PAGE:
I’ve been making leaf faces for several years. Initially it was a lark. Everything starts as a lark, a lark being a carefree episode, something of no importance that is surprisingly enjoyable. The thought crossed my mind to make a face in a leaf and I acted on it. I get a kick out of visiting the leaf and watching it change over time. It takes a while for the cuts I make to scar over. Other alterations occur as well, things I can’t anticipate,like shifts in color and spider webs. Living things are always in flux. I dig that my initial creative contribution is just the starting point. The “art” would not be complete until nature had a pass.
I do it pretty regularly and now have quite a collection of leaves. At some point in the process I press them flat between paper in a big book and put some heavy weight on it. There really is no finish point as they are fragile and evolving towards dust, no matter what I do to slow that process. When I get around to selling prints, which I hope to be doing soon, I am going to include a leaf face with every purchase.
I was hiking in Runyon Canyon, noticed these beautiful reddish stripped dried leaves, picked some, soaked them in water, scratched in faces and pressed em. Fun!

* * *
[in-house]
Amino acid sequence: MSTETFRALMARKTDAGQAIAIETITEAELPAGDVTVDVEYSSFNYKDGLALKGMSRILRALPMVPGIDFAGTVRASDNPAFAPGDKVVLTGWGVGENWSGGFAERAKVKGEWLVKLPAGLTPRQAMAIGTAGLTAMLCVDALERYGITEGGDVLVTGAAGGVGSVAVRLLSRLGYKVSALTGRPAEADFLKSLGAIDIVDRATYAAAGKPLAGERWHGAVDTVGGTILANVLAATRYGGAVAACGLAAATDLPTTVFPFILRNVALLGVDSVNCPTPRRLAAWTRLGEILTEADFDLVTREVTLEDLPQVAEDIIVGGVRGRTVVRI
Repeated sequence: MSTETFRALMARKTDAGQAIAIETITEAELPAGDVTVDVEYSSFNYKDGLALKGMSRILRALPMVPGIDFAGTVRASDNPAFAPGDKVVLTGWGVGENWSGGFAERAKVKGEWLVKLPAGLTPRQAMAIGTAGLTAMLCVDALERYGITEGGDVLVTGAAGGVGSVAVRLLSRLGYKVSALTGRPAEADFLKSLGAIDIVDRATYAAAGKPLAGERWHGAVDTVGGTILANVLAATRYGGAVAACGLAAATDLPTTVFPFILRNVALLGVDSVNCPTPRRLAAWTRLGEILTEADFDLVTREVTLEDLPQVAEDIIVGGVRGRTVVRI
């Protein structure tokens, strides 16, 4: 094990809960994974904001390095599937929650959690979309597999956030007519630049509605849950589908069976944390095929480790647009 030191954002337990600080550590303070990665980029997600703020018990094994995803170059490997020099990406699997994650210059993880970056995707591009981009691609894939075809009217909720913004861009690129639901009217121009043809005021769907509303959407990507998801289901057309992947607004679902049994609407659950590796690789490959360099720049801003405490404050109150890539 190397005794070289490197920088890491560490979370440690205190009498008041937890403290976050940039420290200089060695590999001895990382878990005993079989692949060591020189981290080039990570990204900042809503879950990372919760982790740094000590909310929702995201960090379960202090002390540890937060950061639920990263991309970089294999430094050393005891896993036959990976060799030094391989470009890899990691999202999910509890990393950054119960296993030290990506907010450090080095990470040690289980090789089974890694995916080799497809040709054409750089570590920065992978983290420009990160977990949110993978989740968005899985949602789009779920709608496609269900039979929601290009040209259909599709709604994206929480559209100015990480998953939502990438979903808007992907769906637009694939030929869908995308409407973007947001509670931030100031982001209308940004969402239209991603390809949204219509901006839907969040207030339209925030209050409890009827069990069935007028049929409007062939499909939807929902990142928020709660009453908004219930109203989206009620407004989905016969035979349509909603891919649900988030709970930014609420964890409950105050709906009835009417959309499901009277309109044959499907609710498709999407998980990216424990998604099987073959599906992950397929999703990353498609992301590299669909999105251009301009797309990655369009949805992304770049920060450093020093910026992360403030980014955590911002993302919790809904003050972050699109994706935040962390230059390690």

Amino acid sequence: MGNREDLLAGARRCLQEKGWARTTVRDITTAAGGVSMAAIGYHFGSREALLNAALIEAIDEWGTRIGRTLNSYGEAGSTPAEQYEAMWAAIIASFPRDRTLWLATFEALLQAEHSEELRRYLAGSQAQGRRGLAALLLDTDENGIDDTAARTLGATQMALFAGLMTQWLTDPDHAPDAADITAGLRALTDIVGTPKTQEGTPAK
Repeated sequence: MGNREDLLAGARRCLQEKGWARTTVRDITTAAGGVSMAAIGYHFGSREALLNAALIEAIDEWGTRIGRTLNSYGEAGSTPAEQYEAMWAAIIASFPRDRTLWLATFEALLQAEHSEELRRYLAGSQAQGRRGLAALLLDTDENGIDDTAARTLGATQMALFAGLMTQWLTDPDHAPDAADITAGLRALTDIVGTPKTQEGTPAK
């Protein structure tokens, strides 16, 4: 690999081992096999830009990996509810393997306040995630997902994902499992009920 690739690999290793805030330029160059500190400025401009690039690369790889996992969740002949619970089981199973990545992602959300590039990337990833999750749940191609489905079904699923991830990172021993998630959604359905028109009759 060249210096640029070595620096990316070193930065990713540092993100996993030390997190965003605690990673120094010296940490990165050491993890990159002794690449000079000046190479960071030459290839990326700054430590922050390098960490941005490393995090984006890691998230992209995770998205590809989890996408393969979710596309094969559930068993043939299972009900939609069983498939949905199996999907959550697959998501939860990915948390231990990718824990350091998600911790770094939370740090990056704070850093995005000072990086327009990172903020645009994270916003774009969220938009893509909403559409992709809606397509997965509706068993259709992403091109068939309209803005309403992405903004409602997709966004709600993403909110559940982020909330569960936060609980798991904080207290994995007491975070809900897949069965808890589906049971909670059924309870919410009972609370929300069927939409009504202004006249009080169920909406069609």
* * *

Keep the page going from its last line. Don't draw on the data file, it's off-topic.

These are delightful to play with as you can make a face just by pressing them with objects. They bruise up almost instantaneously. Very satisfying. I wish there were more magnolia petals laying around. I am not going to pluck them off the trees. But they don’t dry out well. The whole petal turns brown and you can barely see the face.
I have several orchid plants, my kid and husband like to buy them for me for Mother’s Day or my birthday. So lovely! The flowers last for at least a month. They are wonderful gifts. I am not an ace green thumb but I do keep everything watered and I’ve had several orchids bloom more than once. The second bloom feels like a miracle, like a victory of the forces of good against evil. How I love it! But I’ve never managed three blooms and eventually most of them die. Who knows why, the leaves just start to yellow and one day you see a leaf no longer attached, lying beside the sad plant. Oh dear!
This happened recently. The orchid had no more blooms to give. Its leaves are very plump with water, much thicker than most plant leaves. They take more than 24 hours for the bruised part to start darkening. But they do change eventually and it’s enjoyable to watch.
I think these are sort of the opposite of painting in oil. They don’t preserve well, deteriorating almost instantly, they’re impossible to control and too delicate to hang on a wall. But they are appealing enough to entice theft! Just as art museums have cat burglars, I have had leaf faces plucked from ivy bushes before I took my final photos. Now I try to keep them hidden. They may be ephemeral, but they have power, an ode to the transmuting mysteries of life force.